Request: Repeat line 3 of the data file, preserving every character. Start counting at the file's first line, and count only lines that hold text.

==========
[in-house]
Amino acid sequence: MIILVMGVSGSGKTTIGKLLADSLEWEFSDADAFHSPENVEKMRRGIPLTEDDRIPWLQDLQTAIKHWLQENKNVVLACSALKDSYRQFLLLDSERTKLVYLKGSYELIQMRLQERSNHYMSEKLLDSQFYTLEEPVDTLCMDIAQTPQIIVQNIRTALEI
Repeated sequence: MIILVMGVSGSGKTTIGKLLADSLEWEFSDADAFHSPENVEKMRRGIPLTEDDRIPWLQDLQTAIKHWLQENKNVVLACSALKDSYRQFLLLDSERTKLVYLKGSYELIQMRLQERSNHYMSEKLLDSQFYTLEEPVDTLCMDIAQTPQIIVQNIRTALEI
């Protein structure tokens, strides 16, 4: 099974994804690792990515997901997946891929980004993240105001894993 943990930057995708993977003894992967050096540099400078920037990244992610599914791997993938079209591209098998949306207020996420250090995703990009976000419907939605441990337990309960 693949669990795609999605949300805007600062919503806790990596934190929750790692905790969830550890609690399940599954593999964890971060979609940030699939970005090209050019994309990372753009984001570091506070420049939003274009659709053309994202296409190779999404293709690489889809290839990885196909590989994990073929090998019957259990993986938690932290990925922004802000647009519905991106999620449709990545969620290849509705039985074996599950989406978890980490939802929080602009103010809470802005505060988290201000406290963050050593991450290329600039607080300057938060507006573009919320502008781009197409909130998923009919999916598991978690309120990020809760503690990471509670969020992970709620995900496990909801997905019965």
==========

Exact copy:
Repeated sequence: MIILVMGVSGSGKTTIGKLLADSLEWEFSDADAFHSPENVEKMRRGIPLTEDDRIPWLQDLQTAIKHWLQENKNVVLACSALKDSYRQFLLLDSERTKLVYLKGSYELIQMRLQERSNHYMSEKLLDSQFYTLEEPVDTLCMDIAQTPQIIVQNIRTALEI